Philippine Educators, The Real Question Is Do We Need Tulfo To Tell Us What Is Wrong

There is a channel on YouTube, called "Raffy Tulfo in Action" that has millions of subscribers in the Philippines. The program often covers issues and activities that are of interest to the public. It goes without saying that the program has the same sensational flavor as a syndicated tabloid talk show like that of Jerry Springer in the United States. Recently, a video of Tulfo won the ire of so many. The episode garnering so much attention makes public a grandmother's complaint about how her grandchild was treated in school by a teacher.

One of the comments goes like this: "Let’s dislike this video as a form of protest. We shouldn’t let this slide. Let’s call everyone to dislike. Today’s kids have no discipline because of these kinds of parents. Your kids reflect the kind of discipline you show your kid."

The site Rachfeed had the following to say with regard to the reaction of the Philippine public:

Above copied from Rachfeed

The school is a place where our children learn. And children learn most of the time not from what we say but from what we do. Corporal punishment should never be acceptable in any school. In the United States, pediatricians have made their stand clear on this issue:

"The American Academy of Pediatrics recommends healthy forms of discipline, such as positive reinforcement of appropriate behaviors, limit setting, redirecting, and setting future expectations. The AAP recommends that parents do no use spanking, hitting, slapping, threatening, insulting, humiliating, or shaming."

Young children copy what we adults do. When we hit little children it sends the wrong signal that it is acceptable to assault others. When we shame little children it teaches their young minds that it is alright to shame an individual. When we resort to negative disciplinary measures what we are really reinforcing on a child's mind is the concept of power, and not what is right and what is wrong. Negative disciplinary measures, of course, still exist even in the United States. And it is not a mere coincidence that these harmful punishments are frequently applied to minority children, to the disabled, in other words, to the weak or powerless.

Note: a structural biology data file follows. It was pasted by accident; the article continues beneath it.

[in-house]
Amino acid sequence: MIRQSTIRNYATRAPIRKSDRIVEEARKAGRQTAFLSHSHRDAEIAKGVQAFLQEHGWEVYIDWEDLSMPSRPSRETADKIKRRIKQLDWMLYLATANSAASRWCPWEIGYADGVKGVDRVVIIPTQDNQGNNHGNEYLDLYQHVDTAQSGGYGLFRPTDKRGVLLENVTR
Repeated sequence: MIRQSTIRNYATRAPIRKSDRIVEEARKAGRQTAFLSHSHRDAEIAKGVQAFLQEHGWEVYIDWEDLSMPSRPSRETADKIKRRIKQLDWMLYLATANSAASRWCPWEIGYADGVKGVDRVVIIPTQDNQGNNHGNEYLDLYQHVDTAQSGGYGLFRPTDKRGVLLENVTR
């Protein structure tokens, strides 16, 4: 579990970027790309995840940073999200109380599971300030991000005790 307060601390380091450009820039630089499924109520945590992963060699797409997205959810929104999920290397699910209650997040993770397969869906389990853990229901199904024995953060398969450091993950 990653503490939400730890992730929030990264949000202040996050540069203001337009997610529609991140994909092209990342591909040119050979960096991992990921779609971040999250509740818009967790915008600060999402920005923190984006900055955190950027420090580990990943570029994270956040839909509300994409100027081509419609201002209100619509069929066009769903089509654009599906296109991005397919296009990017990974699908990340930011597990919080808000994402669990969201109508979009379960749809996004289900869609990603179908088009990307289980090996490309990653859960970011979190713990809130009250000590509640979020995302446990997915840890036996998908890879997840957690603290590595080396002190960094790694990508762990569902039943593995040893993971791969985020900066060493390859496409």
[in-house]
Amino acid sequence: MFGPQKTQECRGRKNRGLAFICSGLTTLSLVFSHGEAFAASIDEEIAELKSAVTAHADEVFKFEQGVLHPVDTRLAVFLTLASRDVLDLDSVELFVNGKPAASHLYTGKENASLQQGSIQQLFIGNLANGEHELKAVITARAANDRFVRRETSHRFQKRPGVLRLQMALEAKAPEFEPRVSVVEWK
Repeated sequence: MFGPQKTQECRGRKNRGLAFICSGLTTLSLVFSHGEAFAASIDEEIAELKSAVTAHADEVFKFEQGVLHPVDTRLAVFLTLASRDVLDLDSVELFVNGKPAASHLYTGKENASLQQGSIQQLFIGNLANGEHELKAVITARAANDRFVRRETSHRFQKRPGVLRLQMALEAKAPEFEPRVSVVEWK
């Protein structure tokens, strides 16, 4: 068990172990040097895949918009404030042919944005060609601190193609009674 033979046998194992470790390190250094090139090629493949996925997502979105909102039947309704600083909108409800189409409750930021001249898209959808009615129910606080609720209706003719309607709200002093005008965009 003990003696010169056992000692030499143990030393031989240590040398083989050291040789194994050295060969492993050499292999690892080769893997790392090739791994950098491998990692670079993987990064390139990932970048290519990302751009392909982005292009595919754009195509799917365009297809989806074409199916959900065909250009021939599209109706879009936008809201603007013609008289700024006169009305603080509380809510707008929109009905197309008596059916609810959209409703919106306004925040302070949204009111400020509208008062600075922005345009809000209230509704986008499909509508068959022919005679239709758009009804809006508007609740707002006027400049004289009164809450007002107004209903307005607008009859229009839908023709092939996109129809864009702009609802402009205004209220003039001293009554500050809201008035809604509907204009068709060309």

The state of Illinois has just banned the use of seclusion rooms for disciplining students. ProPublica Illnois reports, "Many of the isolated timeout incident reports we read — some 50,000 pages — included what happened to children in seclusion, often in their own words as school employees kept moment-by-moment logs. The children, most of them with disabilities, begged to be let out, cried for their parents, expressed despair. We included their quotes throughout our story. We thought it was crucial that their voices be heard."

Above copied from
ProPublica Illinois

I am a teacher. Most students who take the courses we offer in our Department work in a laboratory. These laboratory courses require each student to wear eye protection. If a student comes to class without eye protection, what action should an instructor take?
  1. Send the student home
  2. Force the student to sit in a chair in a hallway (Similar to what was described in Tulfo's episode)
  3. Lend a protective eyewear to the student so the student does not miss class.
Only the third option in the above list makes sense. And it makes sense not simply because we are not taking away from a student the opportunity to learn. More importantly, we are teaching the virtue of being kind and considerate. There are plenty of lessons out there on how to be mean. Sadly, there are only a few that show how to be kind. I think this is the saddest part about Tulfo's video. It seems we do need Tulfo to help us see what is wrong. Making a tabloid video that forces a teacher to lose his or her job is not right. However, hurting or shaming a child is never right. That is the tragic part. We actually need a tabloid to tell us that.